Tag Archives: originalism
“[A] court . . . which should allow a change in public sentiment to influence it in giving to a written constitution a construction not warranted by the intention of its founders, would be justly chargeable with reckless disregard of official oath and public duty . . . . What a court is to do, therefore, is to declare the law as written, leaving it to the people themselves to make such changes as new circumstances may require.”
No State shall make or enforce any law which shall abridge the privileges or immunities of citizens of the United States . . . . U.S. Const., amend. XIV In 1873, in The Slaughter-House Cases and Bradwell v. Illinois, the Supreme Court took a sledgehammer to the idea that the Privileges or Immunities Clause of […]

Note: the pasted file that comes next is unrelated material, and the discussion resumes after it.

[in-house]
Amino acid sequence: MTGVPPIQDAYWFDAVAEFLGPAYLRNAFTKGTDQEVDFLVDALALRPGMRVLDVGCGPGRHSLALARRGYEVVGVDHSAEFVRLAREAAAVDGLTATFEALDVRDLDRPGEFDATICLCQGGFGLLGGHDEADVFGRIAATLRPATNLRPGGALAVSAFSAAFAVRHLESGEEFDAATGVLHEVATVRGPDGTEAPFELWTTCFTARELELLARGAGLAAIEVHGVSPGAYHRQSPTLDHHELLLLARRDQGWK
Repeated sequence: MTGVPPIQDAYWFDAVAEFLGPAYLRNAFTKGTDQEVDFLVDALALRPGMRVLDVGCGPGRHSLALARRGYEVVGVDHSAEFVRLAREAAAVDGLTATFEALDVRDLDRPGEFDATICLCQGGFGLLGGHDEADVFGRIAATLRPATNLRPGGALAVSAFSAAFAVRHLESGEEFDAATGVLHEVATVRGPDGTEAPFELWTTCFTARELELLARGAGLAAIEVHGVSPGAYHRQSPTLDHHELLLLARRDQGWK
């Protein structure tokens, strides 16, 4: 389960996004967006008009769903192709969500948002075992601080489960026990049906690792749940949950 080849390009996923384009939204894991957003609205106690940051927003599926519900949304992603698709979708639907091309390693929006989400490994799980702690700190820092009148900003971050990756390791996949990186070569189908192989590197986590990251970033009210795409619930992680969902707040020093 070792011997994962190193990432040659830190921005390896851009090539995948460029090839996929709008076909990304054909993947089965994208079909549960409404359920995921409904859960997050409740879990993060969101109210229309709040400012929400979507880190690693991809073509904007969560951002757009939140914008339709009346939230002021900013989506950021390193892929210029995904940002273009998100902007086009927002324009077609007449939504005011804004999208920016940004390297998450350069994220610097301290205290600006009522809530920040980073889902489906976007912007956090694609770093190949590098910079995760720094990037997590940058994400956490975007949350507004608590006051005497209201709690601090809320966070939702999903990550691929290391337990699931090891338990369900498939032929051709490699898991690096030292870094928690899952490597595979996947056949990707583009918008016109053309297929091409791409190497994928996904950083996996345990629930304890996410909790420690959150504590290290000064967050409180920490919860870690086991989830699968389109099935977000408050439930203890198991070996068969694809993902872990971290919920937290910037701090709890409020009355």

Senator Sasse has never ceases to impress me – his impressive knowledge of law (despite not being a lawyer himself), his deep understanding and love for philosophy and political theory, or his principled resistance to partisanship are among the many reasons I hope this guy continues doing what he does. He’s done it again by […]
Judge Gorsuch’s nomination hearings began today. Much could be said given all that was uttered from the dais, but I’ll keep my powder dry regarding most of it. I would like to focus on one highlight, however – I’ll call it the Feinstein Paradox.* In her opening statement, Senator Feinstein highlighted “the 14 key cases […]
Georgetown Center for the Constitution’s Originalism Bootcamp is now accepting applications.